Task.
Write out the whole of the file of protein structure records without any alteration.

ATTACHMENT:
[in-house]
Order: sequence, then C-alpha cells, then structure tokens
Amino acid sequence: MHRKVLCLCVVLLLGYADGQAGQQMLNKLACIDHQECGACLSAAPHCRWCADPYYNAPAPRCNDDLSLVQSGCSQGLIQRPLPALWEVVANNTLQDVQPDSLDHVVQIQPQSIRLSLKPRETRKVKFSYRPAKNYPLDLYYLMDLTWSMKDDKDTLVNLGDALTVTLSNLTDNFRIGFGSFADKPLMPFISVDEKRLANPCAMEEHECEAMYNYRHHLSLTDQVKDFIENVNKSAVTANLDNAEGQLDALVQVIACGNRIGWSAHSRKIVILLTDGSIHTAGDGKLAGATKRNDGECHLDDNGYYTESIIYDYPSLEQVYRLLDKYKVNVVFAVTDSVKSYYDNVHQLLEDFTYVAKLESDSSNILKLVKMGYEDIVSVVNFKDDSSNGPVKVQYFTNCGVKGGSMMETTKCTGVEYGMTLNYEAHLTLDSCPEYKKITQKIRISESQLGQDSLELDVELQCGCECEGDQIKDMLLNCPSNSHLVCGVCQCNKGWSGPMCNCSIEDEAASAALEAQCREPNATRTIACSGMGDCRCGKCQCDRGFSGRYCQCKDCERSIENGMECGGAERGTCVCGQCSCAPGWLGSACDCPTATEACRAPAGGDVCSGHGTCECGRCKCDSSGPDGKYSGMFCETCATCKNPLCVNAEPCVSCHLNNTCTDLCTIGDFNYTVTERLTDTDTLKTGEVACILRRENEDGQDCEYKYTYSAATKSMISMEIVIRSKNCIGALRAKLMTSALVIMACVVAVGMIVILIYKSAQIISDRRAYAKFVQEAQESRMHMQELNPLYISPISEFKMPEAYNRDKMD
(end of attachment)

[in-house]
Order: sequence, then C-alpha cells, then structure tokens
Amino acid sequence: MHRKVLCLCVVLLLGYADGQAGQQMLNKLACIDHQECGACLSAAPHCRWCADPYYNAPAPRCNDDLSLVQSGCSQGLIQRPLPALWEVVANNTLQDVQPDSLDHVVQIQPQSIRLSLKPRETRKVKFSYRPAKNYPLDLYYLMDLTWSMKDDKDTLVNLGDALTVTLSNLTDNFRIGFGSFADKPLMPFISVDEKRLANPCAMEEHECEAMYNYRHHLSLTDQVKDFIENVNKSAVTANLDNAEGQLDALVQVIACGNRIGWSAHSRKIVILLTDGSIHTAGDGKLAGATKRNDGECHLDDNGYYTESIIYDYPSLEQVYRLLDKYKVNVVFAVTDSVKSYYDNVHQLLEDFTYVAKLESDSSNILKLVKMGYEDIVSVVNFKDDSSNGPVKVQYFTNCGVKGGSMMETTKCTGVEYGMTLNYEAHLTLDSCPEYKKITQKIRISESQLGQDSLELDVELQCGCECEGDQIKDMLLNCPSNSHLVCGVCQCNKGWSGPMCNCSIEDEAASAALEAQCREPNATRTIACSGMGDCRCGKCQCDRGFSGRYCQCKDCERSIENGMECGGAERGTCVCGQCSCAPGWLGSACDCPTATEACRAPAGGDVCSGHGTCECGRCKCDSSGPDGKYSGMFCETCATCKNPLCVNAEPCVSCHLNNTCTDLCTIGDFNYTVTERLTDTDTLKTGEVACILRRENEDGQDCEYKYTYSAATKSMISMEIVIRSKNCIGALRAKLMTSALVIMACVVAVGMIVILIYKSAQIISDRRAYAKFVQEAQESRMHMQELNPLYISPISEFKMPEAYNRDKMD